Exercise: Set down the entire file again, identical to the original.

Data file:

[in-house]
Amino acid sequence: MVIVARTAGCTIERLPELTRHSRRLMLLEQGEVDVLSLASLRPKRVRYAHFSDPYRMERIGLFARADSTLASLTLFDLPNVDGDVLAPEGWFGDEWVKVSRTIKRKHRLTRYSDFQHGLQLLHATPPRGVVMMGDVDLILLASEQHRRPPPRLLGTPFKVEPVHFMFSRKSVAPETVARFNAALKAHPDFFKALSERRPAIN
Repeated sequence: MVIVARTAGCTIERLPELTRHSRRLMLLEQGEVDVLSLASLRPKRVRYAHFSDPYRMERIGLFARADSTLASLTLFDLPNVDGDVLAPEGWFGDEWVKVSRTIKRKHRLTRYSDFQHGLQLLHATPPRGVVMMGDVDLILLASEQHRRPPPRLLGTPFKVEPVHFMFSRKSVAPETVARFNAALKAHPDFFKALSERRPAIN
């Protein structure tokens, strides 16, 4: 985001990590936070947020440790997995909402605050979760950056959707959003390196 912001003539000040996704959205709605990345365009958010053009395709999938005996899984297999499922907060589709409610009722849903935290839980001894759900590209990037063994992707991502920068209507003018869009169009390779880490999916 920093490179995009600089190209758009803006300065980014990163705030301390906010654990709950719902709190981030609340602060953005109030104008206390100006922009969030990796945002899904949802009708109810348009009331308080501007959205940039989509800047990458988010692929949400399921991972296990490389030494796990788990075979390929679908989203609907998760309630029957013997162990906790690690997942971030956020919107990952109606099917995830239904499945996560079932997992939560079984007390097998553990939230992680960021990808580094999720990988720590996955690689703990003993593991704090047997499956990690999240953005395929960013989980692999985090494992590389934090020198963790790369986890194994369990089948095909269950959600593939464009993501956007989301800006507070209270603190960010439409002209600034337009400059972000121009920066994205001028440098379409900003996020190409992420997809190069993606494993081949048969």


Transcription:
[in-house]
Amino acid sequence: MVIVARTAGCTIERLPELTRHSRRLMLLEQGEVDVLSLASLRPKRVRYAHFSDPYRMERIGLFARADSTLASLTLFDLPNVDGDVLAPEGWFGDEWVKVSRTIKRKHRLTRYSDFQHGLQLLHATPPRGVVMMGDVDLILLASEQHRRPPPRLLGTPFKVEPVHFMFSRKSVAPETVARFNAALKAHPDFFKALSERRPAIN
Repeated sequence: MVIVARTAGCTIERLPELTRHSRRLMLLEQGEVDVLSLASLRPKRVRYAHFSDPYRMERIGLFARADSTLASLTLFDLPNVDGDVLAPEGWFGDEWVKVSRTIKRKHRLTRYSDFQHGLQLLHATPPRGVVMMGDVDLILLASEQHRRPPPRLLGTPFKVEPVHFMFSRKSVAPETVARFNAALKAHPDFFKALSERRPAIN
């Protein structure tokens, strides 16, 4: 985001990590936070947020440790997995909402605050979760950056959707959003390196 912001003539000040996704959205709605990345365009958010053009395709999938005996899984297999499922907060589709409610009722849903935290839980001894759900590209990037063994992707991502920068209507003018869009169009390779880490999916 920093490179995009600089190209758009803006300065980014990163705030301390906010654990709950719902709190981030609340602060953005109030104008206390100006922009969030990796945002899904949802009708109810348009009331308080501007959205940039989509800047990458988010692929949400399921991972296990490389030494796990788990075979390929679908989203609907998760309630029957013997162990906790690690997942971030956020919107990952109606099917995830239904499945996560079932997992939560079984007390097998553990939230992680960021990808580094999720990988720590996955690689703990003993593991704090047997499956990690999240953005395929960013989980692999985090494992590389934090020198963790790369986890194994369990089948095909269950959600593939464009993501956007989301800006507070209270603190960010439409002209600034337009400059972000121009920066994205001028440098379409900003996020190409992420997809190069993606494993081949048969």